What is Arteriosclerosis?

Arteriosclerosis (also known as cardiovascular arteriosclerosis) is a heart condition that occurs when arteries grow thick and stiff and restrict blood flow to organs and tissues in the body. This gradual process, also known as hardening of the arteries, weakens arteries and can develop in various organs, most commonly the heart. Arteries circulate blood throughout the body, but when plaque – fat, cholesterol and other cellular waste – build up on artery walls, arteriosclerosis can develop. 

Arteriosclerosis can develop into atherosclerosis, which can cause heart disease, strokes, circulation problems in the arms and legs, aneurysms that can cause life-threatening internal bleeding and chronic kidney disease.

Types of Arteriosclerosis

There are several types of arteriosclerosis. These types can lead to the development of various subtypes of the disorder if not properly treated. 

The three main types of arteriosclerosis include:

Atherosclerosis: In this type, the large arteries are hardened and narrowed.

Moenckeberg medial calcific sclerosis: The hardening of small to medium-sized arteries. 

Arteriolosclerosis: The calcification of small arteries.


Even as artery walls gradually thicken and stiffen, there usually are no arteriosclerosis symptoms. Even as the condition worsens into atherosclerosis, mild cases may still show no symptoms. That’s why regular checkups are important. As arteriosclerosis progresses, clogged arteries can trigger a heart attack or stroke, with the following symptoms:

  • Chest pain or pressure (angina)
  • Sudden arm or leg weakness or numbness
  • Slurred speech or difficulty speaking
  • Brief loss of vision in one eye
  • Drooping facial muscles
  • Pain when walking
  • High blood pressure
  • Kidney failure

If you experience any of these heart attack or stroke symptoms, see your physician right away.


A number of factors can contribute to arteriosclerosis. Arteriosclerosis causes include:

  • High cholesterol
  • High blood pressure
  • High triglycerides
  • Insulin resistance or diabetes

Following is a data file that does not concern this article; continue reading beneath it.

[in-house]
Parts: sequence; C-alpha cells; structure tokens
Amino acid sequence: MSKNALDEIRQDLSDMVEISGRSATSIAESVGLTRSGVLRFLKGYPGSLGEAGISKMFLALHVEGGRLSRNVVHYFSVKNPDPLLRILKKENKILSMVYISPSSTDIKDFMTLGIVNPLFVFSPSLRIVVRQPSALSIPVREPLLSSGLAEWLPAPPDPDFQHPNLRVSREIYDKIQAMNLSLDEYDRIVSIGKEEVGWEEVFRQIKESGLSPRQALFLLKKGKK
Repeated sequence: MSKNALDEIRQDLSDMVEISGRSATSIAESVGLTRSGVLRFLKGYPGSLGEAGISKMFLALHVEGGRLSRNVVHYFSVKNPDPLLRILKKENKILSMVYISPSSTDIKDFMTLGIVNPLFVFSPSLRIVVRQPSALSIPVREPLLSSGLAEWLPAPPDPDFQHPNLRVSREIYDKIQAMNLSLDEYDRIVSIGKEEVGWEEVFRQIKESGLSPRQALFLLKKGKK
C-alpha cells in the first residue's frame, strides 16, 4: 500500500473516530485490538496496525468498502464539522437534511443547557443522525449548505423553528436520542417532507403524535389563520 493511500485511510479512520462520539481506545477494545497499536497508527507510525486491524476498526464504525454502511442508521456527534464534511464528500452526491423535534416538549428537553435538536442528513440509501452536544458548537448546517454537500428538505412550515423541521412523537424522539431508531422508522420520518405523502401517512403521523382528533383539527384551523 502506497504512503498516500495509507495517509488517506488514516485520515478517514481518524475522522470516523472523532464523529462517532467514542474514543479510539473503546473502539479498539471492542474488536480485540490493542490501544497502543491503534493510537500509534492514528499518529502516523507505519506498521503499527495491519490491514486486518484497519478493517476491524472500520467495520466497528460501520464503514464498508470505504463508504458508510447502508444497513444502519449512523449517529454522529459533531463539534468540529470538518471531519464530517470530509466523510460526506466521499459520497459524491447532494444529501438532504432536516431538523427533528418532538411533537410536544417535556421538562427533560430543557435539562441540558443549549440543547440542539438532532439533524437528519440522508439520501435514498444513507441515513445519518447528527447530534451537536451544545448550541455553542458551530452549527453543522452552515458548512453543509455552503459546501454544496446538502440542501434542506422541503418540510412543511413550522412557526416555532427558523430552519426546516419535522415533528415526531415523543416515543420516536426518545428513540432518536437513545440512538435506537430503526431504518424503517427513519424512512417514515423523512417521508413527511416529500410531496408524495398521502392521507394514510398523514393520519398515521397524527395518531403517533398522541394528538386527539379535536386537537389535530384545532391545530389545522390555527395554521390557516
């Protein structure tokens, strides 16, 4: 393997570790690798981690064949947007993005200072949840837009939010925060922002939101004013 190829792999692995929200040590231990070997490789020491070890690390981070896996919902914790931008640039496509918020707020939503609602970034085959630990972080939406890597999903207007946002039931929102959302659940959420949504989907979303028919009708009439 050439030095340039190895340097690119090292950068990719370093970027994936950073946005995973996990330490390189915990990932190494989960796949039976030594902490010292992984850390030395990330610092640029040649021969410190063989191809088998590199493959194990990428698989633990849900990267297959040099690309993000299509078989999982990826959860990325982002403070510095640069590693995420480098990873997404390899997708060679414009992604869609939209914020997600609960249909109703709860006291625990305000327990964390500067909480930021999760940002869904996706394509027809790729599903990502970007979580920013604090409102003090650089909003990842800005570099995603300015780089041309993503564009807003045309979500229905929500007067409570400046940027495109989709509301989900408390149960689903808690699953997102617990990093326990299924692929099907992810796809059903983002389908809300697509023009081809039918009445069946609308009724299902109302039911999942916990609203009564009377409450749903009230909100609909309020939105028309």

• Obesity
  • Smoking or use of other tobacco products
  • Inflammation from other diseases

Risk Factors

Risk factors that could contribute to arteriosclerosis include:

  • Family history: People with a family history of heart disease or arteriosclerosis are at higher risk for the condition.
  • Age
  • Cardiovascular diseases
  • History of smoking


Early diagnosis is critical for managing arteriosclerosis. To diagnose the condition, we ask questions about your medical history and do a physical exam. During the physical exam, your physician can use a stethoscope to listen to your arteries for an abnormal whooshing sound called a bruit (broo-E). A bruit may indicate poor blood flow due to plaque buildup.

Diagnosis Procedures

Baptist Health uses advanced diagnostic procedures and technology to effectively diagnose, inform treatment and carefully monitor the condition. Common diagnostic procedures for arteriosclerosis include:

Ankle brachial index test: During this test, blood pressure cuffs are placed on the arms and ankles. A handheld ultrasound device or Doppler is used to listen to the blood flow and measure the blood pressure. This helps doctors understand if there is decreased blood flow to the lower legs and feet.

Blood test: Blood tests check the levels of certain fats, cholesterol, sugar and protein in the blood that could indicate heart conditions.

CT scan: X-rays and computers are used to create images of the aorta, heart and blood vessels. This provides a more detailed picture than an ultrasound.